(**Correction issued below article.)
Mental illness professionals, along with our federal government, are now constantly assuring us that the drastic pharmaceutical and surgical measures inflicted on even young people who are disturbed about their bodies are scientifically confirmed and clinically effective. Yet actual evidence is sorely lacking. Is this unusual? What has been the history of this field allegedly dedicated to treating some of the most vulnerable among us, that is, those with various dysphorias? This is a question we ought answer, lest the fog of the present prevail as it has in the past. Sociologist Andrew Scull has done us a great service by chronicling of the dignified field of psychiatry in his new book, Desperate Remedies, called by the Wall Street Journal, “an indisputable masterpiece.” Here are just a few highlights…
From 1870 to 1900, because of their unproven but arrogantly asserted theories, doctors of mental disorders believed they could cure mental disturbance in females by sexual surgery. So for three decades, in the wonderful new field of gynecology, doctors performed what were called “normal ovariotomies,” the removal of a woman’s healthy ovaries to address various psychological and emotional disorders. Thousands of these were carried out across the US, and on a smaller scale in Europe. (Many were done, in fact, right down the street in Norristown State Hospital of PA). Patients were assured that this was a scientifically proven procedure.
In 1909, California passed laws for the involuntary sterilization of those with psychological dysphorias. By 1921, the Sunshine State had done 2,000 of these sterilizations, 80% of all those done in the US. By the 1950s, the number done across the country reached over 23,000. Nazi Germany formulated their much larger sterilization program only after carefully studying California’s. Sterilization in response to dysphoria. Anything sound familiar about this?
Under the leadership of Henry Cotton, because of the theory that mental illness was caused by the poisoning of the brain by sepsis from other parts of the body, a movement arose to remove patients’ tonsils and teeth. Beginning in 1916, the famous Trenton Asylum began these extractions and by very shoddy science claimed success. Soon this was followed by the removal of spleens, stomachs, colons and cervixes, often ignoring the protests of patients and their families. These operations debilitated people for the rest of their lives, if they even lived. After Cotton’s death, it came out that 44% of the thousands of Cotton’s patients died by this removal of their colons. When, finally, a rigorous study was done that showed these e had no beneficial effects whatsoever, the study was quickly suppressed by the institution and the most influential psychiatrists in the country. It was a business, supported by the elite. Anything about this sound familiar?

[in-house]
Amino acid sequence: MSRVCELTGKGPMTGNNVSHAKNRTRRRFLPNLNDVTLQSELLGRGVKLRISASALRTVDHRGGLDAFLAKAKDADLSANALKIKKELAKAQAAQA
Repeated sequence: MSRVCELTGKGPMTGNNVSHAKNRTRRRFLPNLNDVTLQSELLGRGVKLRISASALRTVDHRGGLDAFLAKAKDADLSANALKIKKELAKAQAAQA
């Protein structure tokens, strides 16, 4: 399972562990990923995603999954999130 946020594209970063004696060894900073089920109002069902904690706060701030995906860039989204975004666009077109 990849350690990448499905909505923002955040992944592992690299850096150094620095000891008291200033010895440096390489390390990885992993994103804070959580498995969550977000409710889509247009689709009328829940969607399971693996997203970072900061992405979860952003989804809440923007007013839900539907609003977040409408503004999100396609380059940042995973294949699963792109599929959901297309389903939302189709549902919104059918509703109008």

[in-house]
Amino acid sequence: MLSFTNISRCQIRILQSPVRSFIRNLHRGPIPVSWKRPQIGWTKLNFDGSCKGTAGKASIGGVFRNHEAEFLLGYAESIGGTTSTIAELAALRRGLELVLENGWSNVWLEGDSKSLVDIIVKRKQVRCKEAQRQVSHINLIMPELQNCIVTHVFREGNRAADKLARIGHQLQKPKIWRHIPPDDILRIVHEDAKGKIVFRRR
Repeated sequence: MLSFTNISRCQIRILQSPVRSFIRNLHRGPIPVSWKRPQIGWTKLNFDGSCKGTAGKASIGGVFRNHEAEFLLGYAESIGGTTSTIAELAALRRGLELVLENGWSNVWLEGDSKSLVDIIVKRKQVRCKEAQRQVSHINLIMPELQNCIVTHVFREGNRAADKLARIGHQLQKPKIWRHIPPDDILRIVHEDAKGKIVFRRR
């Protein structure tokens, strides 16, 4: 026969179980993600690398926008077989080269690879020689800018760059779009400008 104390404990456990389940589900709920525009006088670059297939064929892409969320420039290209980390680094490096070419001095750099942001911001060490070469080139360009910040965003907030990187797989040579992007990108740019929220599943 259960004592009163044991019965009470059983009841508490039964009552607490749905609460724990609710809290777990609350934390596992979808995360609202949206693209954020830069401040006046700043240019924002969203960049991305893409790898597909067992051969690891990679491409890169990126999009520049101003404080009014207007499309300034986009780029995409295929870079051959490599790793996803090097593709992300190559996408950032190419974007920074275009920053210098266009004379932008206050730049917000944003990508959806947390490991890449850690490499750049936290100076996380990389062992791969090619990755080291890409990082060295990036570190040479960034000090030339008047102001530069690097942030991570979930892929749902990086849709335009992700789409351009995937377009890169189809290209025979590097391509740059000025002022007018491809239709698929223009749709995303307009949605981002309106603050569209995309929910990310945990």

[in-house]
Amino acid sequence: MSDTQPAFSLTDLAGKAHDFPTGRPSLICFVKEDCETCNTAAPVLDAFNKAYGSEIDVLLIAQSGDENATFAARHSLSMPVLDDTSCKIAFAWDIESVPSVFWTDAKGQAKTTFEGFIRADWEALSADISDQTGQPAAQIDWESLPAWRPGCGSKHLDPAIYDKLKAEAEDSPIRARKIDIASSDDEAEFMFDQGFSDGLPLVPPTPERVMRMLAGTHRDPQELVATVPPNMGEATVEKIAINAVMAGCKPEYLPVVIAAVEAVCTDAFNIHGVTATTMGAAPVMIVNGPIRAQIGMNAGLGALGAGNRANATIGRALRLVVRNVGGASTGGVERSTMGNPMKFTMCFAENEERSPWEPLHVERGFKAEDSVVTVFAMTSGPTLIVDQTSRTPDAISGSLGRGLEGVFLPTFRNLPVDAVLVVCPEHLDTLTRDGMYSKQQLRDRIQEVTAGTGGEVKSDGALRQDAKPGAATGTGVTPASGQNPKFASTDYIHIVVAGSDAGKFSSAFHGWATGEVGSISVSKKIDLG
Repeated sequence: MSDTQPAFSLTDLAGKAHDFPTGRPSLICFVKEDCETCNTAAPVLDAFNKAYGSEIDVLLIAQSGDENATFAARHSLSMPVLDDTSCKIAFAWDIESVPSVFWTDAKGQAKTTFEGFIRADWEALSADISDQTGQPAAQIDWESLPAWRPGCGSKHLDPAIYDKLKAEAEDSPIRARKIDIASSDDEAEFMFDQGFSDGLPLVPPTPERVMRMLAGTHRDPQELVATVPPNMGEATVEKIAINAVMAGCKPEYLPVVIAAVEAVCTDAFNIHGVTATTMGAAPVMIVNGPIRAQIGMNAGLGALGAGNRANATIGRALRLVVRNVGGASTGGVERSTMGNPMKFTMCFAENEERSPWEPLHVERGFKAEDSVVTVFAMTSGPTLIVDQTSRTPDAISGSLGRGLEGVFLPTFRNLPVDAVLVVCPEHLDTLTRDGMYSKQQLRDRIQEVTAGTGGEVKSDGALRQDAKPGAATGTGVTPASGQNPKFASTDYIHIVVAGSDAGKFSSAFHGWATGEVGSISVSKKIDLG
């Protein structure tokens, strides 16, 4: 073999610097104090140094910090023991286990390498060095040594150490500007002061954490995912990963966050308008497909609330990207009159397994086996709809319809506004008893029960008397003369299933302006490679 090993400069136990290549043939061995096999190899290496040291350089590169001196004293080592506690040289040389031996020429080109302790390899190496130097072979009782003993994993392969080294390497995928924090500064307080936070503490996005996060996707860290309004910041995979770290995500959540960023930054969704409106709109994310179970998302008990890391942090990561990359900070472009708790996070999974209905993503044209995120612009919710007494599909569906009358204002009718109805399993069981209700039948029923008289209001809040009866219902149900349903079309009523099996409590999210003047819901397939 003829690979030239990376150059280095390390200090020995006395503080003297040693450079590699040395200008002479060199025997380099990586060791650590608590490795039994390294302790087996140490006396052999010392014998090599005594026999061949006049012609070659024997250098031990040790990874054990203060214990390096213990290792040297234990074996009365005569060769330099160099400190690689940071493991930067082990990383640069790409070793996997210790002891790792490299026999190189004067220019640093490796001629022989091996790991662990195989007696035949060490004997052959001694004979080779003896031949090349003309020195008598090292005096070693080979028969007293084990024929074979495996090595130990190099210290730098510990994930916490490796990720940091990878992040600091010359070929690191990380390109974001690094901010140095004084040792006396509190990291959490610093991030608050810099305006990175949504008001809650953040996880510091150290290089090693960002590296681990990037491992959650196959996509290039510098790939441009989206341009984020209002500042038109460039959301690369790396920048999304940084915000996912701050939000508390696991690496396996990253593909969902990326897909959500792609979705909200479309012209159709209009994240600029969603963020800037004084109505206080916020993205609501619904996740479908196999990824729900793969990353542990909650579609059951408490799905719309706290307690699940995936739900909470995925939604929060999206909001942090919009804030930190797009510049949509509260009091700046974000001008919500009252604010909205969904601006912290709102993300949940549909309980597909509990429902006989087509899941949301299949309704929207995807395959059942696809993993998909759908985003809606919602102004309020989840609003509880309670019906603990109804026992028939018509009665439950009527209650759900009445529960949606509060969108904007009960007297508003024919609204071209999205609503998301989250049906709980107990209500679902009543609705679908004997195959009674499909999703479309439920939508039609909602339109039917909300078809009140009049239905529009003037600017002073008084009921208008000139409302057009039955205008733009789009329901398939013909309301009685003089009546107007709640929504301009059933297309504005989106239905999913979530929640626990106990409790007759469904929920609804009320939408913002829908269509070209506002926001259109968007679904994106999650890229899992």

After World War I, many psychiatrists were convinced by claims that injecting mental patients with malaria brought relief from mental trouble, and this was carried on for several decades. It seems extraordinary what people will believe if the prestigious shout “science” loud enough. You may say, oh, but the medical establishment at large would never condone such a thing. But then, the doctor who pioneered this “treatment,” Julius Wagner-Jauregg, was awarded the 1927 Nobel Prize in medicine for it!
In the 1930s, psychiatrists published “scientific papers” claiming 88% of schizophrenic patients are cured by putting them in insulin-induced comas. This procedure persisted for two whole decades. Thousands of schizophrenic patients were brought to the brink of death under this pretense, destroying parts of their brains, to “treat” them.
You may say, oh, well, these things happened in the olden days. They just didn’t know better then. But then, I leave out the truly horrifying—and horrifyingly recent—history, when the days were not so olden at all. The way to treat mental disturbance became electro-convulsive therapy, backed by the CIA. After that followed lobotomies, severing the frontal lobe of the brain. For this latter horror, again, its inventor, Egas Moniz, won the Nobel Prize. These were the preferred treatments just a few decades ago, until pharmaceuticals took over the world.
None of these procedures are used today.** Why? Because they do nothing but damage to healthy bodies. But they were once the mainstream in dealing with dysphorias, leaving a trail of mutilation, maiming, and death. Do you notice any similarities with psychological procedures promulgated across civilized society today?
Next time we will look at how eerie the parallel sadly is.
As my wife succinctly summarized when surveying the field of transgender surgery, since when should we ever trust a doctor with a knife and a new idea?
**Correction: A doctor friend of mine informed me that electro-convulsive therapy (ECT) is still sometimes used today to treat major depression. It is considered comparatively successful for medicine resistant severe depression. I was unaware of this, and it makes my statement in the article incorrect. But we should not take today’s narrow, modified practice to justify the abuses Scull documents, even into the 1960s: e.g., ECT’s indiscriminate application in mental wards, regardless of diagnosis, to pacify inmates, its intentional use to precipitate epileptic seizures and the ignored fractured spines in 40% of its recipients. It was aptly called, “annihilation therapy.”